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I have struggled with cute.

I have always drawn and painted cute things. Kittens, tigers, snakes… you can make anything cute if you “baby schema” the thing. 

Baby schema:

• big head in comparison with body
• big forehead
• large eyes
• chubby cheeks
• button nose and small mouth
• general chubbiness

Bugs Bunny’s face is pure baby schema. 

I know that ‘cuteness’ illicits our care-taking response.

We desire to nurture and take care of our own offspring – that’s what the baby schema triggers in our brain.

“Don’t kill the babies.” 
…or maybe more positively – keep the babies alive. 

I know this, but unfortunately, it wasn’t enough meaning for me to continue with the cuteness. Strange as it sounds, since it was popular with my audience, but I couldn’t understand what the value was to the larger world.

So, I stopped  drawing the cute animals. 


Oh those scientists…

I couldn’t leave the cute alone, so I did some research.

The scientists have some answers.

The results of “cute”:

• triggers reward centers of brain
• triggers areas of brain involved with unity and working together and harmonious social relationships
• triggers altruism and increases willingness to help out
• increases attention to detail and care when fulfilling a task
(This was the result of Googling “the science of cuteness”.) 

Seriously, these are the results of viewing cute images of baby schema… anything. 

THIS, I can get behind. THIS is meaning in art that I can embrace and understand and feel part of more than just the “squeee” response. 

My neurosis.


Clearly this is my problem.

Another artist wouldn’t have an issue with the cute – just do the cute, sell the cute, be glad that people like the cute.
This is fine.

But I recommend that while the year is new, take some time to take a look at the purpose behind your art.


What do we get out of it?
Take some time to consider what need your art fulfills for your audience. What do we get out of your art? What does your art fulfill for us?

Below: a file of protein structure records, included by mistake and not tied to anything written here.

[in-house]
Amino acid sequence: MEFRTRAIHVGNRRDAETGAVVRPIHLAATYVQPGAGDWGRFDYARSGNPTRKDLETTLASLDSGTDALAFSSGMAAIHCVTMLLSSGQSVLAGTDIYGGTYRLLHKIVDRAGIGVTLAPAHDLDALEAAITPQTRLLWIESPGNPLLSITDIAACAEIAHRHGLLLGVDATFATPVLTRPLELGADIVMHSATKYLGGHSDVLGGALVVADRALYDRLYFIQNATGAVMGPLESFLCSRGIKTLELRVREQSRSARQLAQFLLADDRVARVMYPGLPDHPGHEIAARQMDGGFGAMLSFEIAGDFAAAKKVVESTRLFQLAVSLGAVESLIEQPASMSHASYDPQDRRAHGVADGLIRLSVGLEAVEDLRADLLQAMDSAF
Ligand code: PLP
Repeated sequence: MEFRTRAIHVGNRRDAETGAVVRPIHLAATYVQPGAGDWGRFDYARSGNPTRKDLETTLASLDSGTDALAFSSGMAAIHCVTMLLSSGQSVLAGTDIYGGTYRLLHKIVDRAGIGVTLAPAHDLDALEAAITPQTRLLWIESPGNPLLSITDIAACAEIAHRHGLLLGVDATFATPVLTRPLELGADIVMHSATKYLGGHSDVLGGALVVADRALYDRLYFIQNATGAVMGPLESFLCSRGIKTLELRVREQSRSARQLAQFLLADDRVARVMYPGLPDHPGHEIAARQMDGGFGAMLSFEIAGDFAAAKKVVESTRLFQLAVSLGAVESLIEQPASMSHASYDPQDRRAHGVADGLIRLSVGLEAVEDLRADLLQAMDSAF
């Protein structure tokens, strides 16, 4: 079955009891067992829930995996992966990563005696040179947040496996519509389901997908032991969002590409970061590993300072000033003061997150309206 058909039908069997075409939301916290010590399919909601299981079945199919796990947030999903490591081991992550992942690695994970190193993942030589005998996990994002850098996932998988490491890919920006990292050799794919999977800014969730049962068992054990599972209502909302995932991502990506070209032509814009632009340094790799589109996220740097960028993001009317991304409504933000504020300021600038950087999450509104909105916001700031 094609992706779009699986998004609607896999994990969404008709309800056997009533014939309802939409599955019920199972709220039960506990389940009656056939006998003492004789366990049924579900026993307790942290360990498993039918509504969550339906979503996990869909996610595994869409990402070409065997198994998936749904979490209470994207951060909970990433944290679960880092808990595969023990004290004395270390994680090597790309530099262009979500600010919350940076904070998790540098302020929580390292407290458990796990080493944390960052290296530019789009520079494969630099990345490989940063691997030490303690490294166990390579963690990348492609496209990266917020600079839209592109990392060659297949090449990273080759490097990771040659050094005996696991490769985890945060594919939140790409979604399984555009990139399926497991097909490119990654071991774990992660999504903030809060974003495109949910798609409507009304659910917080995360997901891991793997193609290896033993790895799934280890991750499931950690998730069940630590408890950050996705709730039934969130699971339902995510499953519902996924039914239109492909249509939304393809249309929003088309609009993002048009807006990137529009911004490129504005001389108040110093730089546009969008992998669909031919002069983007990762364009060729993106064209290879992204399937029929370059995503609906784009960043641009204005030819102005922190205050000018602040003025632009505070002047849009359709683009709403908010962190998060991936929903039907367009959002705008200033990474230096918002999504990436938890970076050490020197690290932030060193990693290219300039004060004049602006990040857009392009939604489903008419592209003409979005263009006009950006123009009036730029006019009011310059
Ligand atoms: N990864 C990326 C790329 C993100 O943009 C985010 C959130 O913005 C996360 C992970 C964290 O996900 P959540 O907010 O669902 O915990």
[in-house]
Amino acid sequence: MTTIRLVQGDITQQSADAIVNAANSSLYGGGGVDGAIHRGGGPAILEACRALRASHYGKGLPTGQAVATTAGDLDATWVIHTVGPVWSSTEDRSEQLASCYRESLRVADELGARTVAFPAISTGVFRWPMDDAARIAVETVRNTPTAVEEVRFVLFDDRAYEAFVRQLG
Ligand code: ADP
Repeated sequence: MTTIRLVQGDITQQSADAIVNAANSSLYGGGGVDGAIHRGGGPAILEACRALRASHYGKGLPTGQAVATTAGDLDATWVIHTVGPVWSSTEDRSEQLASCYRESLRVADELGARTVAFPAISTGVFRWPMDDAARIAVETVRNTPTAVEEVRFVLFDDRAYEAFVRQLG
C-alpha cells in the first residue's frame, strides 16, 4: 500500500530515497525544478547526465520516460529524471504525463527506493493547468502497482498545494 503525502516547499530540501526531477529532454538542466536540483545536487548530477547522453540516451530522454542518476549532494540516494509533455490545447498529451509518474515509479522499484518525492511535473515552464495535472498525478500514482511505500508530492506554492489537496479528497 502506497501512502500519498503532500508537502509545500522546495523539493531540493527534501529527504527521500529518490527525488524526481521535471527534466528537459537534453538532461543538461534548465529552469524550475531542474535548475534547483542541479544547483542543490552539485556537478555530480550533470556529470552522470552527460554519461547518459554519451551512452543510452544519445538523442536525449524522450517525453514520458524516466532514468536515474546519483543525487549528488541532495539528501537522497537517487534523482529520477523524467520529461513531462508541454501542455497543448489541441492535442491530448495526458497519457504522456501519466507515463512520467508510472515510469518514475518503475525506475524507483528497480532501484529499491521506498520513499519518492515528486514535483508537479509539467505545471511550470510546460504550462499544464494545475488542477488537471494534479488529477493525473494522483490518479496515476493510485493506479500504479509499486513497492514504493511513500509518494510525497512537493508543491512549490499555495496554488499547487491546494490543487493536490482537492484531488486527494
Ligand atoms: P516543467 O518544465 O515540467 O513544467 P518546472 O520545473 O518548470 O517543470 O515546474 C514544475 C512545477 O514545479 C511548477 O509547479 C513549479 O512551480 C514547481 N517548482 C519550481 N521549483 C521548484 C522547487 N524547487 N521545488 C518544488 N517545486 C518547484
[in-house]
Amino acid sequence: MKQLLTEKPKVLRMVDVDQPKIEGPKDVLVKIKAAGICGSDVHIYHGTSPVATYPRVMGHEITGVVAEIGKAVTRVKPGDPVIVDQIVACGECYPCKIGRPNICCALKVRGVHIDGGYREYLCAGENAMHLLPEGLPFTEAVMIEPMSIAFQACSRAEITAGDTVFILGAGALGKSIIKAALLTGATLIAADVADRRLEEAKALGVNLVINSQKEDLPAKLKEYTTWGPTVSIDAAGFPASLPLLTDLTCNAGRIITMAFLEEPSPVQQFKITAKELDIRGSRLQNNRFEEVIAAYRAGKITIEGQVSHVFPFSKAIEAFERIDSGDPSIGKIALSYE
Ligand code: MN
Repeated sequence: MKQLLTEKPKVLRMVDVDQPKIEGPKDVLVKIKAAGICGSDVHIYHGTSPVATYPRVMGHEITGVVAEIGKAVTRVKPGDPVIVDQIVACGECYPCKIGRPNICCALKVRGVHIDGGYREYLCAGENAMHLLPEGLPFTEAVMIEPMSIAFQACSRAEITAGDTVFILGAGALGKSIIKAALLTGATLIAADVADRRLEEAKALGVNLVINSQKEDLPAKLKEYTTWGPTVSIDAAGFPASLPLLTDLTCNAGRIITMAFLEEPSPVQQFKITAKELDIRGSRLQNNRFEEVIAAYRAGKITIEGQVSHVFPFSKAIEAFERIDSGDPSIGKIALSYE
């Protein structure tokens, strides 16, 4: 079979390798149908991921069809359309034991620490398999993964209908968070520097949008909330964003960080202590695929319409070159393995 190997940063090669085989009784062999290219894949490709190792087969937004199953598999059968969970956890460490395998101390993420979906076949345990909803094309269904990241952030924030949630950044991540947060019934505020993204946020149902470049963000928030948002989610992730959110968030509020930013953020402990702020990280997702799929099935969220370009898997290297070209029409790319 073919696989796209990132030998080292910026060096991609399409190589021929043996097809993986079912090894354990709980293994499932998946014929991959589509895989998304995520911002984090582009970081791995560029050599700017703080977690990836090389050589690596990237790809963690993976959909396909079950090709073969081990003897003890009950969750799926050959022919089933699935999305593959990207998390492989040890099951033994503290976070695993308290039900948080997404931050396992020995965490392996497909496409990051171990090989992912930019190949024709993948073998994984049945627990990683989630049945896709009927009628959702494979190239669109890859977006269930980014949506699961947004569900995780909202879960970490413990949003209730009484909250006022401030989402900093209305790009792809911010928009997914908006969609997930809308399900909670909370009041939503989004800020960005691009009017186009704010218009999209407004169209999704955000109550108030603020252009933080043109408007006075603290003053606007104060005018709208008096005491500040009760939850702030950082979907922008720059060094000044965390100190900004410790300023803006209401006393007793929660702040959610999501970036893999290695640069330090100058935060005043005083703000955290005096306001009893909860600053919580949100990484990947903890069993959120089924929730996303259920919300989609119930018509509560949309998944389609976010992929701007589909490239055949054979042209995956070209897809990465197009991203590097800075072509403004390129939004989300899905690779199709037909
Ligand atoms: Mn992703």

There is something… there is always a fulfilled need delivered by art. Sometimes it’s obvious, often times it’s ethereal and just out of reach and you may have to dig a little to get there. 


Consider these questions:

• What are YOU feeling when you create? That’s a mirror to what your audience is getting out of it.

• Do you want to share an emotion? An experience? 

• Do you want to share awe? Beauty? Wonder?

• Do you want to change perspectives and open eyes and maybe teach something?

• What kinds of conversations would you like to have about your art? These are clues to what you’re offering.

• What would you want your best, loyal fans to say about your art? What kinds of reactions would you want for them to have?

• Do you want us to think? Of what? Why?

• Do you want us to feel? What? Why… why does that feeling matter? Why share it?

• Do you want to evoke nostalgia? For what purpose? 

• Are you sharing personal stories and experiences? How are they made available to the audience?

These are just a small handful of questions to get you digging deeper into the meaning and the purpose of your art. 

Connecting to the core of what your audience will get out of your art is going to help you on so many levels.

You’ll be better able to write about your work, make branding and positioning decisions based on what the purpose of your art fulfills – AND make decisions about your art that differentiate you from other artists in your genre and media.

Know what need
your art fulfills.

Knowing what need your art fulfills will make it way easier to sell, because you’ll already understand what VALUE you’re selling based on the need fulfillment you provide. 

This will also help you identify your audience and target your markets so that you can spend more time showing, engaging and selling to a group already predisposed to you and your art. 

Taking a little time to reflect inward on what you’re creating will give you heaps of information to go forward and make your 2018 decisions with confidence. 

Happy New Years!!

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